Scotland business

Scottish sales slip despite rise in shopper numbers

home furnishings Image copyright Thinkstock
Image caption Sales of home furnishings were strong last month, according to retailers

Scottish shop sales fell last month despite a strong rise in the number of shoppers hitting the high streets, retailers have reported.

In July total sales were down 1.8% year-on-year, with food sales showing the deepest decline since March.

Non-food sales were 1% down on a year earlier.

The Scottish Retail Consortium (SRC) said overall sales increased by a "meagre" 0.1%, once shop price deflation was taken into account.

Earlier this week, figures released by research agency Springboard suggested footfall in Scottish shops rose by 4.4% in July - the highest year-on-year increase seen in any area of the UK.

SRC director David Lonsdale said: "Despite a healthy rise in footfall witnessed on Scotland's high streets and shopping centres in July, it didn't translate into a commensurate increase in the actual value of retail sales.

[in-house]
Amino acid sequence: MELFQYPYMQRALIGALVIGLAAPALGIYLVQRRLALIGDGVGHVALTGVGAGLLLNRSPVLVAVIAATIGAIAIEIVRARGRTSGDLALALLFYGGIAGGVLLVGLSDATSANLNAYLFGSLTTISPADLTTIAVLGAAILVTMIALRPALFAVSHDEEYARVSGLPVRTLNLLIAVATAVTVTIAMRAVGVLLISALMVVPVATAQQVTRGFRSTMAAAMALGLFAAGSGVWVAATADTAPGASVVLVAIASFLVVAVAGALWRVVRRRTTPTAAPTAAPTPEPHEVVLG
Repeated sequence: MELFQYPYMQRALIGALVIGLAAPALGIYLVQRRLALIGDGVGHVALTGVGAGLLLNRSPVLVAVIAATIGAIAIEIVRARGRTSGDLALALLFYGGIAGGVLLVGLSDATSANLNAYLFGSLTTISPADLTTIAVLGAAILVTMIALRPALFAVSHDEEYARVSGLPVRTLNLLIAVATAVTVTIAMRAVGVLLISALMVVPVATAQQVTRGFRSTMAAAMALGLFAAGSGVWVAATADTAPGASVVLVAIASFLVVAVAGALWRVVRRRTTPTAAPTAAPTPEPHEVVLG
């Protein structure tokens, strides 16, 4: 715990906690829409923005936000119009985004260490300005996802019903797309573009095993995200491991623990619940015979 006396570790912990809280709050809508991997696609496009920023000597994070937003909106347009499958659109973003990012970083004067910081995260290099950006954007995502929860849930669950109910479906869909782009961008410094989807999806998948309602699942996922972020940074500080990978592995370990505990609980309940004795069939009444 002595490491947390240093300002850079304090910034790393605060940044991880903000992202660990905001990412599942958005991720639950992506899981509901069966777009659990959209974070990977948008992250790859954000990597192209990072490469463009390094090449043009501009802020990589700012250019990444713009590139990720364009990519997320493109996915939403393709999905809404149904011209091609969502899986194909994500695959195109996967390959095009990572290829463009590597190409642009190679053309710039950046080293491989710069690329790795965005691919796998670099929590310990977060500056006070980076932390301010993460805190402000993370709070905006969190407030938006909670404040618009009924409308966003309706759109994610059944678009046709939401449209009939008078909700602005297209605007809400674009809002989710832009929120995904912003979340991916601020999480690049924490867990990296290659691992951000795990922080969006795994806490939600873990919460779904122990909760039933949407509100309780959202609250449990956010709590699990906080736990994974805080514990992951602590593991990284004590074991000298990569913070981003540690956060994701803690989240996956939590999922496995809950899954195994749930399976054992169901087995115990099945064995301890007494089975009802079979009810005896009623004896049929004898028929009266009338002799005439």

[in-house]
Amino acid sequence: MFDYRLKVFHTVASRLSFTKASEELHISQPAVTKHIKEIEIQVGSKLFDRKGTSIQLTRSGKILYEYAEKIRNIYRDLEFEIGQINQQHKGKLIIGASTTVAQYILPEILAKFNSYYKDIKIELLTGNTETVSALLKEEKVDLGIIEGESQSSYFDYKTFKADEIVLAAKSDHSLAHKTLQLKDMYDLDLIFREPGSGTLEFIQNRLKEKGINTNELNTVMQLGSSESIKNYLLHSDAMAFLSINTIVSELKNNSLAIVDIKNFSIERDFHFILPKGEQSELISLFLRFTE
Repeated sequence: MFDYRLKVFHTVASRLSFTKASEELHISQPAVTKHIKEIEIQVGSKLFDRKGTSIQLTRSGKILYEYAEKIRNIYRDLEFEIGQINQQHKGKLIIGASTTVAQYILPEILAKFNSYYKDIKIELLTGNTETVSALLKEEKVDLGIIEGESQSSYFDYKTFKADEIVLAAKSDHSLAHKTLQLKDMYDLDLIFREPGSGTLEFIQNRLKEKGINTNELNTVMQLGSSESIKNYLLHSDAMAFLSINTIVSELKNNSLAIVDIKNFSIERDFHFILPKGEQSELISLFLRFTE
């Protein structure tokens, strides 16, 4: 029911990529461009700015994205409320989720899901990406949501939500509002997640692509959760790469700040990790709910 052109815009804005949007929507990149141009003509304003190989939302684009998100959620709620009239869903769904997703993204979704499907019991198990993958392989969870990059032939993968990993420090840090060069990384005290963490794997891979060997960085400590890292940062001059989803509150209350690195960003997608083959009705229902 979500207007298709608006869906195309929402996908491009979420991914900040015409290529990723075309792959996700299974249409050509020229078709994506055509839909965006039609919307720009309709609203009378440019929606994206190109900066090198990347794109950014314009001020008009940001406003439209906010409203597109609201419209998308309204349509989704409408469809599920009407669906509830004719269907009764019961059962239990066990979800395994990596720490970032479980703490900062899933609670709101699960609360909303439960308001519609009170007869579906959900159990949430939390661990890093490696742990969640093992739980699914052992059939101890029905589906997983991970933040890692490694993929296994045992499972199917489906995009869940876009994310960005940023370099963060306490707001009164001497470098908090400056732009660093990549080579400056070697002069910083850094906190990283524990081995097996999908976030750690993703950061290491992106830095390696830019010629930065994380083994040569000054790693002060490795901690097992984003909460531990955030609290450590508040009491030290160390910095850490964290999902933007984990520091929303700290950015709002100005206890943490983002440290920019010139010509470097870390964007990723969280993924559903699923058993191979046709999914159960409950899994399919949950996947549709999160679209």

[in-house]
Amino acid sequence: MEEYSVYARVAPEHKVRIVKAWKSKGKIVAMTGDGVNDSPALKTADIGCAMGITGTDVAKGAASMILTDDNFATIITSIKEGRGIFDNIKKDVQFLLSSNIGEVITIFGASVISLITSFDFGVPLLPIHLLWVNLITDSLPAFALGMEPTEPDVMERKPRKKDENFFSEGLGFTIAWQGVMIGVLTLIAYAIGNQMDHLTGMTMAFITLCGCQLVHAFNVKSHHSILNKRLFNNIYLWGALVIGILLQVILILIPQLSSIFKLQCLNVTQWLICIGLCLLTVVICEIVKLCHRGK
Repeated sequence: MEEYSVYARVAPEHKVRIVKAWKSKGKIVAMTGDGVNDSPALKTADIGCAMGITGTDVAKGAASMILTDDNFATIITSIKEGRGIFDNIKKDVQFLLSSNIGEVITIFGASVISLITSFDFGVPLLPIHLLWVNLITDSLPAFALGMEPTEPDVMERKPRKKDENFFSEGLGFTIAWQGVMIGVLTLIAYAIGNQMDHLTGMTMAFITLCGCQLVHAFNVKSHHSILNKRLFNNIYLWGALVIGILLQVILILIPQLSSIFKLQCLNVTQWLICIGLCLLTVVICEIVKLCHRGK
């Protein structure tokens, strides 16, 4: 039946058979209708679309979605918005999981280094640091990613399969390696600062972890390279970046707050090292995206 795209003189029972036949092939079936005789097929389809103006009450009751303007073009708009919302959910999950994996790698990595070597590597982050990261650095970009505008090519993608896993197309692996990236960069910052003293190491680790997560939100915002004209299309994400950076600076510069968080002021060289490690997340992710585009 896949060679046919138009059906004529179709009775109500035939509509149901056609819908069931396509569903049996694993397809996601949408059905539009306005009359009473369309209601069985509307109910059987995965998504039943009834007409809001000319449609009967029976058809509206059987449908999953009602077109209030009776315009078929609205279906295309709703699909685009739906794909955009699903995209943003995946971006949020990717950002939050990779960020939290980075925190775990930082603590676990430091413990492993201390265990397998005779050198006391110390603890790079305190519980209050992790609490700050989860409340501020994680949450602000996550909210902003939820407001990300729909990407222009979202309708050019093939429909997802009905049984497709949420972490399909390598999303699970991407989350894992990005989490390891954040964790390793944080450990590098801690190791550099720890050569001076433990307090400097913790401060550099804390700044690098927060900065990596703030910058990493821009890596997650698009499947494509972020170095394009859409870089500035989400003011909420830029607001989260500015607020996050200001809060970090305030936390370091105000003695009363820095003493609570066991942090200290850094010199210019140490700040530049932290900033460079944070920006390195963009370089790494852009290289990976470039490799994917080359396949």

"The bright spot once again was sales of non-food items which, adjusted for the contribution of online retailing, rose by 0.7%, its strongest growth over the past three months.

"This was driven by strong trade in outdoor furniture, DIY and home furnishings, as well as Commonwealth Games-related purchases."

'High watermark'

He added: "Further discounting across the grocery sector led to a fall in the total value of food sales, however comparisons with last year ought to be tempered as July 2013 was a high watermark for food- related sales.

"A number of high profile sporting successes in the same period last year led to bumper demand for celebratory food and drink."

David McCorquodale, head of retail at KPMG, said: "Against a very tough set of comparables last year, when we were basking in a heatwave and a Scottish Wimbledon champion, the July sales numbers in Scotland are not as bad as the headlines perhaps suggest.

"Clothing and footwear have enjoyed a better spring and early summer this year and so it is not surprising they have cooled off relatively in the last couple of months against strong figures last year."

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